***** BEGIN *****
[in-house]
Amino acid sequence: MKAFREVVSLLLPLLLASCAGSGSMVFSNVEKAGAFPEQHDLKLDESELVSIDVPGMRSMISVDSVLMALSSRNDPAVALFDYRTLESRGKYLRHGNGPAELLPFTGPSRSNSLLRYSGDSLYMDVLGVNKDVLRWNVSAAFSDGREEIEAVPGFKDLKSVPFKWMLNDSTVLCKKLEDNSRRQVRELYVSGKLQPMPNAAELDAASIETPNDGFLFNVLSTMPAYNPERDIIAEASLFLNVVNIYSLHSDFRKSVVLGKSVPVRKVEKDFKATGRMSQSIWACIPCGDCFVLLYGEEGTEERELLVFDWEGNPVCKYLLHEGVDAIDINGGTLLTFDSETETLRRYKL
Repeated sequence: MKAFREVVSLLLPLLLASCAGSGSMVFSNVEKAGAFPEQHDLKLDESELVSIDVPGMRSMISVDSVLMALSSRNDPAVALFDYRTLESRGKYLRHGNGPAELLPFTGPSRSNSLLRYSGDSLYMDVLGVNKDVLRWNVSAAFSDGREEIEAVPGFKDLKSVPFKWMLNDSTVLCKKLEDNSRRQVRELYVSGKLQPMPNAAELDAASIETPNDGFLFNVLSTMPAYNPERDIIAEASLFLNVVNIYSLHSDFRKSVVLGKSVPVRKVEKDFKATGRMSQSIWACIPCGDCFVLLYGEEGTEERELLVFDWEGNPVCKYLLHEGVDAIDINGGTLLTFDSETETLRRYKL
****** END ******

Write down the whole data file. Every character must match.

[in-house]
Amino acid sequence: MKAFREVVSLLLPLLLASCAGSGSMVFSNVEKAGAFPEQHDLKLDESELVSIDVPGMRSMISVDSVLMALSSRNDPAVALFDYRTLESRGKYLRHGNGPAELLPFTGPSRSNSLLRYSGDSLYMDVLGVNKDVLRWNVSAAFSDGREEIEAVPGFKDLKSVPFKWMLNDSTVLCKKLEDNSRRQVRELYVSGKLQPMPNAAELDAASIETPNDGFLFNVLSTMPAYNPERDIIAEASLFLNVVNIYSLHSDFRKSVVLGKSVPVRKVEKDFKATGRMSQSIWACIPCGDCFVLLYGEEGTEERELLVFDWEGNPVCKYLLHEGVDAIDINGGTLLTFDSETETLRRYKL
Repeated sequence: MKAFREVVSLLLPLLLASCAGSGSMVFSNVEKAGAFPEQHDLKLDESELVSIDVPGMRSMISVDSVLMALSSRNDPAVALFDYRTLESRGKYLRHGNGPAELLPFTGPSRSNSLLRYSGDSLYMDVLGVNKDVLRWNVSAAFSDGREEIEAVPGFKDLKSVPFKWMLNDSTVLCKKLEDNSRRQVRELYVSGKLQPMPNAAELDAASIETPNDGFLFNVLSTMPAYNPERDIIAEASLFLNVVNIYSLHSDFRKSVVLGKSVPVRKVEKDFKATGRMSQSIWACIPCGDCFVLLYGEEGTEERELLVFDWEGNPVCKYLLHEGVDAIDINGGTLLTFDSETETLRRYKL